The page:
Oct. 31, 2012 at 1:29 PM ET
Post-Sandy cabin fever is kicking into high gear for many of the thousands of families dealing with storm aftermath. With schools closed, limited power and impassable roads, staying inside is the order of (yet another) day -- and perhaps many more to come. Thanks to TODAY Moms who are either going through the experience now or have survived similar situations in the past, here are five great tips for keeping storm-weary kiddos occupied.
1. Hunting and gathering. Nothing like killing some time with an indoor scavenger hunt, says Katrina Keely Stanford. She writes: “On snowy days I used to hide a little cowboy finger puppet in the living room and see who could find him... for mixed ages I used something different for each age group and they would find their own [item]. A variation on this: Make a list of household items, which you have hidden, and have the kids look for all of them. (Grocery stores and malls are also great for this, if you are lucky enough to have one nearby that’s open.)
2. Taping the boredom away. Lisa Flowers suggests creating an indoor hopscotch game, by using “painter's tape to mark off squares.” We love the idea of painter's tape and its myriad uses. Create a “bowling alley” by marking a lane with tape. Then use empty aluminum cans as bowling pins and try to hit strikes and spares with a tennis ball.
3. Overcome an obstacle (course). Several TODAY Moms mentioned creating indoor obstacle courses. Christine Armington’s family was without power for two weeks after a 2005 Florida hurricane and says:
“We made countless different Hotwheels games, constructing obstacle courses out of household items. We used flashlights to make shadow puppet shows, kept batteries in the radio for our daily (sometimes thrice daily) "Music Hour", moved their dresser and toys into the living room so we could turn their bedroom into a "gymnasium" so they could practice tumbling, standing on their head and other things they were not normally allowed to do inside.”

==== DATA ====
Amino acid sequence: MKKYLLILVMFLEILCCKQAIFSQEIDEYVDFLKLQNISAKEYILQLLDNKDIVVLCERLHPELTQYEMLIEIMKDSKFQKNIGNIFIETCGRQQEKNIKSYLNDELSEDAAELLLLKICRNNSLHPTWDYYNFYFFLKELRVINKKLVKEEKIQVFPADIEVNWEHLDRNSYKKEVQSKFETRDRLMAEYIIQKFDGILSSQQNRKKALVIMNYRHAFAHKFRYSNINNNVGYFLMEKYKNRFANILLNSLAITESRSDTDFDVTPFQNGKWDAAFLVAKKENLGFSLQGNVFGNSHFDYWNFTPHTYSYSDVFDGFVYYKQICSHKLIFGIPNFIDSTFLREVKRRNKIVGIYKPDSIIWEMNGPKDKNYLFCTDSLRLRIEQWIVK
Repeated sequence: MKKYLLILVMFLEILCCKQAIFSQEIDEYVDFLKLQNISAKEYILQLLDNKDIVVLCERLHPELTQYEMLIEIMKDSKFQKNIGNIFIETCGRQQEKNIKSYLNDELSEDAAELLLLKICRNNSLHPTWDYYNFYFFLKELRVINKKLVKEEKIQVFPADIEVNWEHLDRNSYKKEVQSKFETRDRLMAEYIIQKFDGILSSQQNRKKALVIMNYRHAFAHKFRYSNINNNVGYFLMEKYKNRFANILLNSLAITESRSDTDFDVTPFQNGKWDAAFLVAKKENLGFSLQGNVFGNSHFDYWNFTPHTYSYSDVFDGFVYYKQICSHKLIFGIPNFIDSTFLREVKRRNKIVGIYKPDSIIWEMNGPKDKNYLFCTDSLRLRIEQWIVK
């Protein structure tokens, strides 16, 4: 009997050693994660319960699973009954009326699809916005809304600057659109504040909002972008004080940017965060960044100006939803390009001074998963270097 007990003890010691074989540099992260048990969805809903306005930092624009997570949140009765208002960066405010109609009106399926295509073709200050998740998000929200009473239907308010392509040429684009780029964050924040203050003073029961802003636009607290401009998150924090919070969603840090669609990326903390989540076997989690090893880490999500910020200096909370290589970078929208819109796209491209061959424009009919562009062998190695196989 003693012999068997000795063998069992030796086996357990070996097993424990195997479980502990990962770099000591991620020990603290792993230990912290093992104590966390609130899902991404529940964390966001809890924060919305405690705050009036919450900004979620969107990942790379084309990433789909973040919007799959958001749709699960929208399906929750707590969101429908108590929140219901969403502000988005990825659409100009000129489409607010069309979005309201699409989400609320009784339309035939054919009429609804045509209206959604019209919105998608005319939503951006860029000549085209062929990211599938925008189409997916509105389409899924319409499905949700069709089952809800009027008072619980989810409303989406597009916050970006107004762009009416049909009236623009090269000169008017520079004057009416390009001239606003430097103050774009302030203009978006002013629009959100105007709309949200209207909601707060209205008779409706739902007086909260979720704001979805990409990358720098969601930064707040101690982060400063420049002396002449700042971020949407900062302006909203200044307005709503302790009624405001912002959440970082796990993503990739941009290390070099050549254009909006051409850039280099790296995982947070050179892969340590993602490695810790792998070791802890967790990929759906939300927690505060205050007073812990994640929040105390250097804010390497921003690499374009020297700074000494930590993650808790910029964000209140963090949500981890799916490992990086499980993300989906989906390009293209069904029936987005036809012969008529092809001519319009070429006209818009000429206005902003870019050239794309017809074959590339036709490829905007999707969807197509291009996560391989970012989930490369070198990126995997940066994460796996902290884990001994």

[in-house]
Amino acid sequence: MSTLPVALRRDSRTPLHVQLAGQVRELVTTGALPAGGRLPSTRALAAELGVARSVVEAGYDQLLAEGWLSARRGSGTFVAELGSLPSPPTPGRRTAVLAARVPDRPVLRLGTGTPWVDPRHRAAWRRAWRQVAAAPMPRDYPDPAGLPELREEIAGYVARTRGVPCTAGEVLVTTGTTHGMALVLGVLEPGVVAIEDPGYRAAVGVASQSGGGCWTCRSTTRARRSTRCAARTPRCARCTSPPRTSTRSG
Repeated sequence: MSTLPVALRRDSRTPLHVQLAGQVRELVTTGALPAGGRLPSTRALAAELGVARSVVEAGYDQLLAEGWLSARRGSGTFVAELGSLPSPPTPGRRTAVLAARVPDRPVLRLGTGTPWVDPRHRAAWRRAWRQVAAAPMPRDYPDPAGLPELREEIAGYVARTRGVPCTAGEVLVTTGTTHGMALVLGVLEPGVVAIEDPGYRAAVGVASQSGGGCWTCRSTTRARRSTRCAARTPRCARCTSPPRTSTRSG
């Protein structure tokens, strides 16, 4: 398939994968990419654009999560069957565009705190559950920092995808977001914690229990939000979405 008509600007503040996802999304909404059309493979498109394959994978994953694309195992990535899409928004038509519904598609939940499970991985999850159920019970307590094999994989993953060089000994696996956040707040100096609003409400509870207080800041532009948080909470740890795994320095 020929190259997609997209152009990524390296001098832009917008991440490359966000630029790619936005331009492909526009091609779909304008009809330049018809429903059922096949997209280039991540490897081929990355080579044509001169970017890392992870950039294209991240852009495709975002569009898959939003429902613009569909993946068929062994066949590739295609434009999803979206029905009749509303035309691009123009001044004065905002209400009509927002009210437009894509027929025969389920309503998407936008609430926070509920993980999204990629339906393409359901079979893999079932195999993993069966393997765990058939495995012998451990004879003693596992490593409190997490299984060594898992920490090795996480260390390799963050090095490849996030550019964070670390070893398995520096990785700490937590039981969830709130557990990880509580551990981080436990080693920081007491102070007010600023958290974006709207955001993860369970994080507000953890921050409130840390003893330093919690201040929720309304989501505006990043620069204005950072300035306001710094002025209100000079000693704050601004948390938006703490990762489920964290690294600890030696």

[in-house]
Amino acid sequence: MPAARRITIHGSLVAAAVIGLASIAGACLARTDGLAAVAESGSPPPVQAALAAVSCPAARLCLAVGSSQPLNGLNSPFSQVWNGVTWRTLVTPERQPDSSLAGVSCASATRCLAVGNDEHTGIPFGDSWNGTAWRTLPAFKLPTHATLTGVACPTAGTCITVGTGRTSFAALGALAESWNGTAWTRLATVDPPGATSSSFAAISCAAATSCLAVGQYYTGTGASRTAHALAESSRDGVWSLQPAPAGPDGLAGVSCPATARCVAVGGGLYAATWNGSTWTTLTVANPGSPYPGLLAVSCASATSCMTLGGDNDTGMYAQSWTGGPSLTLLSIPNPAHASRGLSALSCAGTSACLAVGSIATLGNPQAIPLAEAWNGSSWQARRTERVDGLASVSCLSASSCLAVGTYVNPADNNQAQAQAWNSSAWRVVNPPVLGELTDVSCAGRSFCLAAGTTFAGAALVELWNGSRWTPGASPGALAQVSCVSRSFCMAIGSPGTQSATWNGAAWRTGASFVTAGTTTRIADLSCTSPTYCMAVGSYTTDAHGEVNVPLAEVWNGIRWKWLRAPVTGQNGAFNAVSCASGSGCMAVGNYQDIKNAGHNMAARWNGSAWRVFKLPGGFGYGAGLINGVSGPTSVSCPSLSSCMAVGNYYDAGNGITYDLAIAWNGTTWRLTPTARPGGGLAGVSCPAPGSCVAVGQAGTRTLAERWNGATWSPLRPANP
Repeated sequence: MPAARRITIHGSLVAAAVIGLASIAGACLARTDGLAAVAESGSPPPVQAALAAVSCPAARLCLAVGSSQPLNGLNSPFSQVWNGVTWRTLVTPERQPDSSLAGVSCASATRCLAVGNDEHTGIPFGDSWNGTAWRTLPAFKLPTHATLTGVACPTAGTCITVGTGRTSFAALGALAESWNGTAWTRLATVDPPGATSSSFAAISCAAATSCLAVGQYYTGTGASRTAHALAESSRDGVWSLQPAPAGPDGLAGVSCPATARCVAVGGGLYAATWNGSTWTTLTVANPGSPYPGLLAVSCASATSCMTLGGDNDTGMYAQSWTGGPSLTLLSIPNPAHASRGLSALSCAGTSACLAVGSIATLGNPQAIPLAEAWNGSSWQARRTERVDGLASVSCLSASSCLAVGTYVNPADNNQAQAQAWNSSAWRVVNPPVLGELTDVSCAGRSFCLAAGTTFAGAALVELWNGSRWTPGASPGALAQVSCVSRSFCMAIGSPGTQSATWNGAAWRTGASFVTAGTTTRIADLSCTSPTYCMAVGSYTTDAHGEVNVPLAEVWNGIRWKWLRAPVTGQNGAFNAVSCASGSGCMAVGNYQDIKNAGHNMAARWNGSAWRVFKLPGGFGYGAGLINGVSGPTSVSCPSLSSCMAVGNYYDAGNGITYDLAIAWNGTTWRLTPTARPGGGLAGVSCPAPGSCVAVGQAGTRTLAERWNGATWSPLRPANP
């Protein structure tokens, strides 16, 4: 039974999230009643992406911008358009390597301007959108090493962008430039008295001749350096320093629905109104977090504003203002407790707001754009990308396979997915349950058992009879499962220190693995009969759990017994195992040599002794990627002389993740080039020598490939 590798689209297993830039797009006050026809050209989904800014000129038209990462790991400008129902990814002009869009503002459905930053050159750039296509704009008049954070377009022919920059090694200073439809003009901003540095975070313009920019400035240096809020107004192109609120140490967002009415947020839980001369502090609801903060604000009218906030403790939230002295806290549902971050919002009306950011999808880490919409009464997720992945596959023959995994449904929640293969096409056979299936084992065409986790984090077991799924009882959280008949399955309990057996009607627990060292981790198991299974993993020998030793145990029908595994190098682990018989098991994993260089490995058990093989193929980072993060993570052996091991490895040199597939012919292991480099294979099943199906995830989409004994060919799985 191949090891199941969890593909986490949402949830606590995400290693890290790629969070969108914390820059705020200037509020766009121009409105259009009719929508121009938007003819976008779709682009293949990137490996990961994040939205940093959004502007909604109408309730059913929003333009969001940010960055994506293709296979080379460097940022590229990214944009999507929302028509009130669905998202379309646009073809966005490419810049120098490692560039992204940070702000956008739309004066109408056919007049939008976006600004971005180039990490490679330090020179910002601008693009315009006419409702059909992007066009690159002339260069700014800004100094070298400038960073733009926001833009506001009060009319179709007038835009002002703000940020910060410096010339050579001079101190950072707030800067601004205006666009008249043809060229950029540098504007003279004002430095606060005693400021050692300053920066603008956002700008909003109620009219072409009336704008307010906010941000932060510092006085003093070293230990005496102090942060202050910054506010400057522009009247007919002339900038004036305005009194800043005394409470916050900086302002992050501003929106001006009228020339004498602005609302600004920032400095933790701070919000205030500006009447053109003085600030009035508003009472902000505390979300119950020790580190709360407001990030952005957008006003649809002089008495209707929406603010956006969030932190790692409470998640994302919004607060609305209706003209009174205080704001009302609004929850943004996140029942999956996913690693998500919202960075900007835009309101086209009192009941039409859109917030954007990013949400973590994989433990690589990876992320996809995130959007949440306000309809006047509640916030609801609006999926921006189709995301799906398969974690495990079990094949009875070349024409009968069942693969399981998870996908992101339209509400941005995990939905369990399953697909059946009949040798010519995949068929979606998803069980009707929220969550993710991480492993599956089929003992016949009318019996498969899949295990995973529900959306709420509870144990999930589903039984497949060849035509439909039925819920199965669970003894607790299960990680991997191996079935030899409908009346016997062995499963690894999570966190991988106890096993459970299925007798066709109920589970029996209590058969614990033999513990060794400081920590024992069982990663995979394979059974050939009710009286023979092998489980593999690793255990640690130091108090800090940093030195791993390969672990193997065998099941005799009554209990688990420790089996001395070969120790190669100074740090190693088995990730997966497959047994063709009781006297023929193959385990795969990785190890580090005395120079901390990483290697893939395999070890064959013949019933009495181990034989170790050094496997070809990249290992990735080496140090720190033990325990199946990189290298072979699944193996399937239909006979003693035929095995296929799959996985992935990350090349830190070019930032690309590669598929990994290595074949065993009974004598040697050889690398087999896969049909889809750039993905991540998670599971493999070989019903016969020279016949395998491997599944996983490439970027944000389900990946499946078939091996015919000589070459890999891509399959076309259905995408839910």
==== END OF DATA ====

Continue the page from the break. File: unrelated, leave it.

4. Build a sand castle. Sure, you can always make homemade playdough, but how about homemade sand? Melody Tooker advises parents to “Get a dishpan out, put in flour and a few drops of baby oil. It makes the flour pliable like being at the beach. You can use cups for flour castles.” Here’s another recipe, in which you will need actual sand. (Superstorm Sandy has probably provided plenty of that.)
5. Forts, fun and field-trips. Stephanie Caruso has “been there, done that” considering she is from New Orleans and weathered many hurricanes. But she says
“We got some new tricks last month during Isaac and no power for a week: Besides the usual board games, and junk food eating, we did some fun fort-building in the living room, involved the kids in the house repairs as long as it was safe, got our garden ready for winter, and went for a lot of car rides to the McDonald's playplace. If you have one near you that is open, I highly suggest that you go ASAP, it is a sanity saver!”
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Kavita Varma-White is a mom of two who has had her share of hurricane-induced cabin fever while living in South Florida for several years. She now happily lives in Seattle, where hurricanes hardly ever happen.
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